Review by: Jack Foley | Rating:
DVD SPECIAL FEATURES: Theatrical trailers; 'Breathing Life
Into The Terror' making-of featurette; 'If You Can't Stand the
Heat' pyrotechnics featurette; Conversations with director Rob
FROM its wonderful poster, featuring fire-breathing dragons fighting
helicopters above the Houses of Parliament in London, you would
have every right to expect Reign of Fire to deliver one of the
most spectacular blockbusters of the year.
Sadly, you would be wrong. The scene in question, as appetising
as it looks, never actually features in the movie, save for making
a brief cameo in a newspaper clipping during the opening titles
What remains, however, is a braindead, but hopelessly enjoyable
crowd-pleaser from X-Files: The Movie director Rob Bowman, which
seldom reaches the heights expected from its teaser poster.
Reign of Fire begins in present-day London, when a 12-year-old
boy, named Quinn, inadvertently wakes an enormous fire-breathing
dragon from its centuries-long slumber in the Underground. It
then skips forward, 20 years later, to find the dragon and its
offspring in control of the planet, with the small pockets of
surviving humans forced to exist in small communities, ever-mindful
of the threat from above.
One such community is held together by Christian Bales
earnest fire chief, Quinn, still coming to terms with the consequences
of his actions and struggling to maintain unity, until the arrival
of Matthew McConaugheys gruff American, Van Zan, who is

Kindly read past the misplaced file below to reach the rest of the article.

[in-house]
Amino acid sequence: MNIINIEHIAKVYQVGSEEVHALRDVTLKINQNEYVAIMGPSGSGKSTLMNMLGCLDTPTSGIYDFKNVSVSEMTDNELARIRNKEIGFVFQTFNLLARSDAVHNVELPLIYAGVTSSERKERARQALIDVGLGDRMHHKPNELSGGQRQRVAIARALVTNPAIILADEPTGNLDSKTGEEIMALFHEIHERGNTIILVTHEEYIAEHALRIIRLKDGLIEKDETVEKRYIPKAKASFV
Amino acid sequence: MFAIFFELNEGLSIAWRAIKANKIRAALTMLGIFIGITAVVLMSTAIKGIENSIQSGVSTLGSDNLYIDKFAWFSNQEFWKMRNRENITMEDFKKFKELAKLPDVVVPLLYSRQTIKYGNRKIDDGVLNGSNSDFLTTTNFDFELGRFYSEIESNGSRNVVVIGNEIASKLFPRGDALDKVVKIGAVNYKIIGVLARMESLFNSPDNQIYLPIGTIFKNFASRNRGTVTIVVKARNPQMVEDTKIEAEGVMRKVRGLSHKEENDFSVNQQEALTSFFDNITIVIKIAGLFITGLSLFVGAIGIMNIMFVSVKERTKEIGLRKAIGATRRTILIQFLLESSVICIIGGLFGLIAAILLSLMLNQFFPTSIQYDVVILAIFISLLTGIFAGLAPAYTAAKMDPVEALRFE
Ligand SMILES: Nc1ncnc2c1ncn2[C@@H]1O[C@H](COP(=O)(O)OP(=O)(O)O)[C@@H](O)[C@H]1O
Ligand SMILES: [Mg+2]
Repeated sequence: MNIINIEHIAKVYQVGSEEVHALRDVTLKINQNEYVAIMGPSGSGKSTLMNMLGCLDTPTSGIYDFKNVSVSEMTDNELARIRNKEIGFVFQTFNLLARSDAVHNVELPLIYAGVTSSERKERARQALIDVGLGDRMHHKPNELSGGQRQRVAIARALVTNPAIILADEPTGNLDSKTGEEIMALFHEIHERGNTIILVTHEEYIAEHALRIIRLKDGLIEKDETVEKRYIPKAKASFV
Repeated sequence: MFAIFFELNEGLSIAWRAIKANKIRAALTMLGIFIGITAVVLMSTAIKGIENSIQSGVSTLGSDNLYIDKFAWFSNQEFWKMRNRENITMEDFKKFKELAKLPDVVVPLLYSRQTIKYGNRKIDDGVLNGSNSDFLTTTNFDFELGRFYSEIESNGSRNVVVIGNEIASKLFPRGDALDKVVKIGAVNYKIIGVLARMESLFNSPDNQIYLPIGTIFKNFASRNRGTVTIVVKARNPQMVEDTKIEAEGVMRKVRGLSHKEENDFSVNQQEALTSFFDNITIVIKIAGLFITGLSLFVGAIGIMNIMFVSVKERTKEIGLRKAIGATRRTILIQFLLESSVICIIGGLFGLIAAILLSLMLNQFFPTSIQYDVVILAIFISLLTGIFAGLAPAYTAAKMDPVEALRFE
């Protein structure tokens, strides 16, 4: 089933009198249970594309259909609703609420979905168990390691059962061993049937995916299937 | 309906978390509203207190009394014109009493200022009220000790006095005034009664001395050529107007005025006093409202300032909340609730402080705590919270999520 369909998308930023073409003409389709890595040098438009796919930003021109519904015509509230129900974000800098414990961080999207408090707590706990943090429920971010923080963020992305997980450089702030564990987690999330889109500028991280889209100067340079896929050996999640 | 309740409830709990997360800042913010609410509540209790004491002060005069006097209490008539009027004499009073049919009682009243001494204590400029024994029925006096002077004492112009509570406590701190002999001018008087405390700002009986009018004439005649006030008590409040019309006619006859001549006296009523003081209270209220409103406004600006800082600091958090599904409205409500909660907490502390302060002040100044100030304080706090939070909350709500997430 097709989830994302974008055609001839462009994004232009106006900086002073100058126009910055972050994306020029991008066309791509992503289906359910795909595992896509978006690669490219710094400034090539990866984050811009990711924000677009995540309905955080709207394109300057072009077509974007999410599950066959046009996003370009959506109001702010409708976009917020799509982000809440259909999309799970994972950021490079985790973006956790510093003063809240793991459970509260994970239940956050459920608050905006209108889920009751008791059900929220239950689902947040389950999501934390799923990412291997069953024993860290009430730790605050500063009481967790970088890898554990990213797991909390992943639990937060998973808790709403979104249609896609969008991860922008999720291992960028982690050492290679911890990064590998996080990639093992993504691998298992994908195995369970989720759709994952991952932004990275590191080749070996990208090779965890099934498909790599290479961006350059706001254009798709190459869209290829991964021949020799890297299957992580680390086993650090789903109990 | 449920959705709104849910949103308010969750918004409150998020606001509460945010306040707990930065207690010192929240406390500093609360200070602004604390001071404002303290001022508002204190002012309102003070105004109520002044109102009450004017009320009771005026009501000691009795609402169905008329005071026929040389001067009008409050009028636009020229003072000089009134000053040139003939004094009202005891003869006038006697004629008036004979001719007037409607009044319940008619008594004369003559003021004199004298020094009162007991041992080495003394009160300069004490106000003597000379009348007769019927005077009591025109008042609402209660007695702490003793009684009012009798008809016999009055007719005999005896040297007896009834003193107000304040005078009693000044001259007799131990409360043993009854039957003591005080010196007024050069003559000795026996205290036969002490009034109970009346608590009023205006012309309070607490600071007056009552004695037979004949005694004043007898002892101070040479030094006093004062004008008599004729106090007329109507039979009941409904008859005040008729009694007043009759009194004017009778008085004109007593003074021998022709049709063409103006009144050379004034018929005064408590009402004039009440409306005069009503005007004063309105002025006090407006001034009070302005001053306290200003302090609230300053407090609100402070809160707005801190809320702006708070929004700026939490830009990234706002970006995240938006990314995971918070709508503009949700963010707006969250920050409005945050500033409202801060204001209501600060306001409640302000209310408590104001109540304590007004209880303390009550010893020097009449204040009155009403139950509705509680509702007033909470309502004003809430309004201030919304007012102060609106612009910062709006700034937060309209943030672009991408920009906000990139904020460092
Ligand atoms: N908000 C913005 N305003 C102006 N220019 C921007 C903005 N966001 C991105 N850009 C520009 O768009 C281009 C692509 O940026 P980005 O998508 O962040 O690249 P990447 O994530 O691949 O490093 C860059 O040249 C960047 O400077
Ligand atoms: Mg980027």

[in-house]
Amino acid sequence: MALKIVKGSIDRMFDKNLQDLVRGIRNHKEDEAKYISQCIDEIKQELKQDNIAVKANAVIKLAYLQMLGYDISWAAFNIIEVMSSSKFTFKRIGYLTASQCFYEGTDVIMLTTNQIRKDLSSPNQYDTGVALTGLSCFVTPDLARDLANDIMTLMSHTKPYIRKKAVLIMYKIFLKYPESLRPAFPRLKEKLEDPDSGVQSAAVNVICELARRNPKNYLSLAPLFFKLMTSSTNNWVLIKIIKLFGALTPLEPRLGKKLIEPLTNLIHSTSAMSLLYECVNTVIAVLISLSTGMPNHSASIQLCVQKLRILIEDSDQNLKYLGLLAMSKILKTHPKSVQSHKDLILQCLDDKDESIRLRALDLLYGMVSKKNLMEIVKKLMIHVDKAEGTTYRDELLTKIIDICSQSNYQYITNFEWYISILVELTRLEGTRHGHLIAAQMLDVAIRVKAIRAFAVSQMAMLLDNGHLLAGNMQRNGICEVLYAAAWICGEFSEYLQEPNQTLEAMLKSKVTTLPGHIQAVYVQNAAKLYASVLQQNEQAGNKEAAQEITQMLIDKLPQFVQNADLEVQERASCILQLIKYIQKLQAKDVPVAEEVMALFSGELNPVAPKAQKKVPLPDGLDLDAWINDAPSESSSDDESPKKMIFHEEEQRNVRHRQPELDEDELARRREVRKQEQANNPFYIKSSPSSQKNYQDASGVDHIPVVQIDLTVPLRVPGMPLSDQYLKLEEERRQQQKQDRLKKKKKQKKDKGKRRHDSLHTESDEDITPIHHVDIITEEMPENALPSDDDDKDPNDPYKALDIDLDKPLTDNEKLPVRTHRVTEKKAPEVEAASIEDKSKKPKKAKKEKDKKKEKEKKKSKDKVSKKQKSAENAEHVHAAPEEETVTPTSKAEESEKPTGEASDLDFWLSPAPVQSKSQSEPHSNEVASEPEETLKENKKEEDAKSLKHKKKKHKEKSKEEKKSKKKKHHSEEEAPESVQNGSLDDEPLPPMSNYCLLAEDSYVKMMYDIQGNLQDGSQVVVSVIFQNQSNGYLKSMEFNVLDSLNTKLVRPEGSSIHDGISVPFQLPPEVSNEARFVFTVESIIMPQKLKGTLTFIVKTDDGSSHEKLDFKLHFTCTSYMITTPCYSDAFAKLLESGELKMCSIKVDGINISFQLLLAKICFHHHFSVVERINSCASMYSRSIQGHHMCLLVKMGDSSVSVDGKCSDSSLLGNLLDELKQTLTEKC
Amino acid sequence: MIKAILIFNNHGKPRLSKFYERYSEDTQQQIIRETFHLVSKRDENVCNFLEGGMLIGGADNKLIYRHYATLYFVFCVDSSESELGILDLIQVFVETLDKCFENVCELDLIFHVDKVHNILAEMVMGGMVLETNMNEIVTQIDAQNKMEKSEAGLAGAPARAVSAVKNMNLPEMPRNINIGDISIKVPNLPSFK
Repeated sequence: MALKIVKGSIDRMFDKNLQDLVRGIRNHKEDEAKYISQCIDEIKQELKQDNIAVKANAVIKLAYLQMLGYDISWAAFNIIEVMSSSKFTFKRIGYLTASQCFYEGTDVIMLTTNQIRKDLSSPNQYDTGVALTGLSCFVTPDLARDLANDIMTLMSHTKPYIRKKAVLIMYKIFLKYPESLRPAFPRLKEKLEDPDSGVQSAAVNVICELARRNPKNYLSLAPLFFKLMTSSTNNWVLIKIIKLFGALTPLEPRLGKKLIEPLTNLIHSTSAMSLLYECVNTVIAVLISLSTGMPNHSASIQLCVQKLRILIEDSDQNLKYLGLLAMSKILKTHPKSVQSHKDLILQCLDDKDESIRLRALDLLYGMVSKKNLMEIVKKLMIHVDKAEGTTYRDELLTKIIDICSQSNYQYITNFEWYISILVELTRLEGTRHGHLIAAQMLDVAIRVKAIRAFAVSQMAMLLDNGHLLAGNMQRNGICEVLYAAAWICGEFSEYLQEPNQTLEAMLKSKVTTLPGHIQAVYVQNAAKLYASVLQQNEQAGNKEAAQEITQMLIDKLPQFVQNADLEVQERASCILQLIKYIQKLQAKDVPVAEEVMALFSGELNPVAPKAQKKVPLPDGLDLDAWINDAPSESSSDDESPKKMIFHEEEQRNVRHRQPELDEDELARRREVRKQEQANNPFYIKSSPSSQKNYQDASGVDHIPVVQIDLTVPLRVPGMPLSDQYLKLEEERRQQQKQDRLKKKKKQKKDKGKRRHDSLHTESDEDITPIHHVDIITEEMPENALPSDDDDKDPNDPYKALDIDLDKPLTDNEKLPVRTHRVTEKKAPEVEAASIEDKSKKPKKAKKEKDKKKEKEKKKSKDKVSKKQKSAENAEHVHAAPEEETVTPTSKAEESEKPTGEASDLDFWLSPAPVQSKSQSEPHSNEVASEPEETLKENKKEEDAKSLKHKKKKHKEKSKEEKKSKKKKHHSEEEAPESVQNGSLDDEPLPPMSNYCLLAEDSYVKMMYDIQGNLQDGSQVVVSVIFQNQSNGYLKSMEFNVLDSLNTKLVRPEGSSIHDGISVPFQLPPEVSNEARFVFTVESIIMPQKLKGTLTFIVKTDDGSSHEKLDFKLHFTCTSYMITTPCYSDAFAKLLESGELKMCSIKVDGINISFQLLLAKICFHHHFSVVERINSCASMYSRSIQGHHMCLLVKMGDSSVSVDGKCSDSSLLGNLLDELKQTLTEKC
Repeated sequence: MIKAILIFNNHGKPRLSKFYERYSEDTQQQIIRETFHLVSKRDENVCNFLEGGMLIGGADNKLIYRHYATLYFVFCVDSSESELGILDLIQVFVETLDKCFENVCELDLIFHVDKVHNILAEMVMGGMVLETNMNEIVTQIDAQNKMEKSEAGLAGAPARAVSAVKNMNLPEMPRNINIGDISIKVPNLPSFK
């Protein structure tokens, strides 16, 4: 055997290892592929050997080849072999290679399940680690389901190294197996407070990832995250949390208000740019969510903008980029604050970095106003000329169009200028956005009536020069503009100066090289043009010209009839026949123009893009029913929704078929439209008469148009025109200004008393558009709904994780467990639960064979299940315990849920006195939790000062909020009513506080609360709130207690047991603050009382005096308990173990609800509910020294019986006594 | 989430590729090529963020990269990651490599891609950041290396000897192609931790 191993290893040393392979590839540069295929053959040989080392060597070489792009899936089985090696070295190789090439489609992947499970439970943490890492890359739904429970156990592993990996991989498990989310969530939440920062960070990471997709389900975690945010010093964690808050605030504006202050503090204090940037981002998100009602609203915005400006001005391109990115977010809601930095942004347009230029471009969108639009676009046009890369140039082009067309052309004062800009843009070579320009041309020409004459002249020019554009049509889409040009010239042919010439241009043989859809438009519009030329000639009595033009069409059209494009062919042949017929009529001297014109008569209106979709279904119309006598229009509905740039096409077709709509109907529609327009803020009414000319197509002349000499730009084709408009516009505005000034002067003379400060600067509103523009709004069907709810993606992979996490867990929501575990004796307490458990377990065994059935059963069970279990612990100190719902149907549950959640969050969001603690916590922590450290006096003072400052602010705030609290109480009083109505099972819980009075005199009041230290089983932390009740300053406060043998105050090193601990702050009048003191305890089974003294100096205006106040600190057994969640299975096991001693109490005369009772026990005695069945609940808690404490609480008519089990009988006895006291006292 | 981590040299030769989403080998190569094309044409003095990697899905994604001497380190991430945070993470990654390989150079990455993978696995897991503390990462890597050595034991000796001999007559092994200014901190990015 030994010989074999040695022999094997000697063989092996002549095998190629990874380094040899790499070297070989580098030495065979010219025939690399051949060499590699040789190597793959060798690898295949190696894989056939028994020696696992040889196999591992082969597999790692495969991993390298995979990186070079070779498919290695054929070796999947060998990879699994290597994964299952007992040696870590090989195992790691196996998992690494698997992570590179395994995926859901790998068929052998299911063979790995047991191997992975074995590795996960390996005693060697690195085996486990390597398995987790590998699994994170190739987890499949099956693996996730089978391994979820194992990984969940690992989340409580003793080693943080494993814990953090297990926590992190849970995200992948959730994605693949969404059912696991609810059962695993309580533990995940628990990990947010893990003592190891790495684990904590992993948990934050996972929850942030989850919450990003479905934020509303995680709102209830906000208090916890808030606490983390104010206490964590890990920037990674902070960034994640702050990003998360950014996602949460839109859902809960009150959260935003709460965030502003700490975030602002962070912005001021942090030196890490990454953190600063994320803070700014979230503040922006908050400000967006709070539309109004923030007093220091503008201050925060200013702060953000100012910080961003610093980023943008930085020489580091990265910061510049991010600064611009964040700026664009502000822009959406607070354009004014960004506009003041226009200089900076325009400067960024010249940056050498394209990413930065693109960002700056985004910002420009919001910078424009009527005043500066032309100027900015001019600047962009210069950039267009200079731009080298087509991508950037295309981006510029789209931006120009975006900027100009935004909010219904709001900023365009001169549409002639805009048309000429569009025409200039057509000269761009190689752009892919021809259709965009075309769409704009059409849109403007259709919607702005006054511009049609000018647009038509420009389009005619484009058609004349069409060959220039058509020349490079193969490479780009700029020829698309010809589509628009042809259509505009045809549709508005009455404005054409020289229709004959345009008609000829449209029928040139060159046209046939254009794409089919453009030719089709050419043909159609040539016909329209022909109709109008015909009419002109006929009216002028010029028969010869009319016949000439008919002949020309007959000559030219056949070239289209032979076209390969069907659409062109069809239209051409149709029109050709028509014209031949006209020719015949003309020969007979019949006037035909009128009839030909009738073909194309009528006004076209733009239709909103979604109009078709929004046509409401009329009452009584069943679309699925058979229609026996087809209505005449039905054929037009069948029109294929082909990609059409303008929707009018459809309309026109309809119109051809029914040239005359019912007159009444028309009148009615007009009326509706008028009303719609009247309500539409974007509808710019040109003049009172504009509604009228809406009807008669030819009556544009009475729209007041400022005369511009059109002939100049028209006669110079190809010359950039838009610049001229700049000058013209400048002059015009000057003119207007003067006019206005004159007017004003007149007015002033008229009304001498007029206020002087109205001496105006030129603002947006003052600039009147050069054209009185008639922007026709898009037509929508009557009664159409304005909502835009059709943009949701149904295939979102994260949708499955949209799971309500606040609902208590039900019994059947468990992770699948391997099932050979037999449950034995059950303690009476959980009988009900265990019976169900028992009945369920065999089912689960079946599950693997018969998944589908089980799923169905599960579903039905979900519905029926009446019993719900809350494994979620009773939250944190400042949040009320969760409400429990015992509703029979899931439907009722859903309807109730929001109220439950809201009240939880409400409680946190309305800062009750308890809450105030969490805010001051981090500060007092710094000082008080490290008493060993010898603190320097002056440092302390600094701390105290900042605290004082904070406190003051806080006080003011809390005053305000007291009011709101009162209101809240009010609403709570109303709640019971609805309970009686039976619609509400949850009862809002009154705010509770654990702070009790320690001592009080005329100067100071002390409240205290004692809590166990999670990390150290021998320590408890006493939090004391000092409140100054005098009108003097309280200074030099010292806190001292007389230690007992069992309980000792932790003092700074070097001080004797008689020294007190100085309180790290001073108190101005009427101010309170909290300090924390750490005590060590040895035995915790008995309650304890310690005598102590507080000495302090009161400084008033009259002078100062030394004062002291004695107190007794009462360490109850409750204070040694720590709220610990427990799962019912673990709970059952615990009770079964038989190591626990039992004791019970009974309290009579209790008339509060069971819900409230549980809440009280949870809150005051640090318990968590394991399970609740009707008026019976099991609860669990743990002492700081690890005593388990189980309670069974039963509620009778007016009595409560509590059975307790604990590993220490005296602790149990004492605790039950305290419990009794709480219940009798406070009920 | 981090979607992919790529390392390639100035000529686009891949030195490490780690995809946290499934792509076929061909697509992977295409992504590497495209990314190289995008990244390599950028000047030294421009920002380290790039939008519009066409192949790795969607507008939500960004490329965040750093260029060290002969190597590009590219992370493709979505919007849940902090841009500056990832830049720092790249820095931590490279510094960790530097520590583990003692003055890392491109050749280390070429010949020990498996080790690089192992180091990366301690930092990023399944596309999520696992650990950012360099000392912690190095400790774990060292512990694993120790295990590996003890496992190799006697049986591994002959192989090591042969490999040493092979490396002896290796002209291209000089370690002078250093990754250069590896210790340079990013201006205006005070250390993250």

determined to kill the beasts.
What follows is a battle of wits, as McConaughey bids to find
and destroy the bull which Quinn discovered while trying to earn
the support and respect of his British counterpart.
For the most part, Reign of Fire is good, harmless fun, featuring
some stellar performances from its engaging leads and some nifty
dragon sequences - including a pulsating mid-air chase in which
three skydivers and one helicopter go head to head with a dragon
above the English countryside.
Bale makes a suitably vexed hero, while McConaugheys beefed-up
American dragonslayer provides an equally well-realised foil -
his arrival, straddling the gun of a massive tank, is a suitably
OTT introduction to his equally OTT character, while his big fight
scene with Bale features one of the best (and, apparently, real)
headbutts in recent screen memory.
But while Bowman deserves praise for the look of the film (the
final scenes, in a scorched capital are particularly effective)
and for the way in which he seldom makes proceedings seem too
preposterous, you cant help but feeling he has missed at
least one trick with the dragons.
As impressive as they are when they do appear, there is no sense
of fear or menace about them, which makes Reign of Fire a far
more relaxed experience than it really ought to be. All the best
monster movies - from Jaws through to Jurassic Park - feature
sequences of nerve-shredding tension which help to rate them so
highly; yet Bowmans creations fail to conjure the necessary
Not so much a summer scorcher, then, but a hot ticket that remains
boisterously good fun for the undemanding multiplex-goers.